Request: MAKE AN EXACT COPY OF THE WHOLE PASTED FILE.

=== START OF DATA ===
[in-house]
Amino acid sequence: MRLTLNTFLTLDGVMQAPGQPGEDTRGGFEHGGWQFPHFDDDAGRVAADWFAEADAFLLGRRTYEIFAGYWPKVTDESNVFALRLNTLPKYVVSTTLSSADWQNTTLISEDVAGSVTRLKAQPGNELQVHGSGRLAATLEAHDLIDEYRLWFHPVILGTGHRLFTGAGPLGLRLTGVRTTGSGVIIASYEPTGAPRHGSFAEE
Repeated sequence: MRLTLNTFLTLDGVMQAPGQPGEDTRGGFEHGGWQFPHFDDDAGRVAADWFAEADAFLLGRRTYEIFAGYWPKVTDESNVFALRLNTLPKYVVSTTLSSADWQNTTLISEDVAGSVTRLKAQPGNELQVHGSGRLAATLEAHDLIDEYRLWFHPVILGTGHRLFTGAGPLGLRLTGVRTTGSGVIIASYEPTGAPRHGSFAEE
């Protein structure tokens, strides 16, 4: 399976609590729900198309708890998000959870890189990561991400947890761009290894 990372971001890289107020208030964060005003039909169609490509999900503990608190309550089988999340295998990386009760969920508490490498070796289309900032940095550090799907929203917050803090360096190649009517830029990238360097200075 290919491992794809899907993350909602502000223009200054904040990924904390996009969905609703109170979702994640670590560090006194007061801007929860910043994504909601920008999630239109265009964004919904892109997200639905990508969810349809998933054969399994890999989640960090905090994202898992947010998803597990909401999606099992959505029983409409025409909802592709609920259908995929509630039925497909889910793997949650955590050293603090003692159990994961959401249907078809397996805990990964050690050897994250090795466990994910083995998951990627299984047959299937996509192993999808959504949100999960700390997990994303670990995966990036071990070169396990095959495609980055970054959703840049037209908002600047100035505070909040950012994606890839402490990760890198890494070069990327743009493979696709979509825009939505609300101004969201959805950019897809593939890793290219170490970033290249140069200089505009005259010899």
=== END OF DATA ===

[in-house]
Amino acid sequence: MRLTLNTFLTLDGVMQAPGQPGEDTRGGFEHGGWQFPHFDDDAGRVAADWFAEADAFLLGRRTYEIFAGYWPKVTDESNVFALRLNTLPKYVVSTTLSSADWQNTTLISEDVAGSVTRLKAQPGNELQVHGSGRLAATLEAHDLIDEYRLWFHPVILGTGHRLFTGAGPLGLRLTGVRTTGSGVIIASYEPTGAPRHGSFAEE
Repeated sequence: MRLTLNTFLTLDGVMQAPGQPGEDTRGGFEHGGWQFPHFDDDAGRVAADWFAEADAFLLGRRTYEIFAGYWPKVTDESNVFALRLNTLPKYVVSTTLSSADWQNTTLISEDVAGSVTRLKAQPGNELQVHGSGRLAATLEAHDLIDEYRLWFHPVILGTGHRLFTGAGPLGLRLTGVRTTGSGVIIASYEPTGAPRHGSFAEE
């Protein structure tokens, strides 16, 4: 399976609590729900198309708890998000959870890189990561991400947890761009290894 990372971001890289107020208030964060005003039909169609490509999900503990608190309550089988999340295998990386009760969920508490490498070796289309900032940095550090799907929203917050803090360096190649009517830029990238360097200075 290919491992794809899907993350909602502000223009200054904040990924904390996009969905609703109170979702994640670590560090006194007061801007929860910043994504909601920008999630239109265009964004919904892109997200639905990508969810349809998933054969399994890999989640960090905090994202898992947010998803597990909401999606099992959505029983409409025409909802592709609920259908995929509630039925497909889910793997949650955590050293603090003692159990994961959401249907078809397996805990990964050690050897994250090795466990994910083995998951990627299984047959299937996509192993999808959504949100999960700390997990994303670990995966990036071990070169396990095959495609980055970054959703840049037209908002600047100035505070909040950012994606890839402490990760890198890494070069990327743009493979696709979509825009939505609300101004969201959805950019897809593939890793290219170490970033290249140069200089505009005259010899």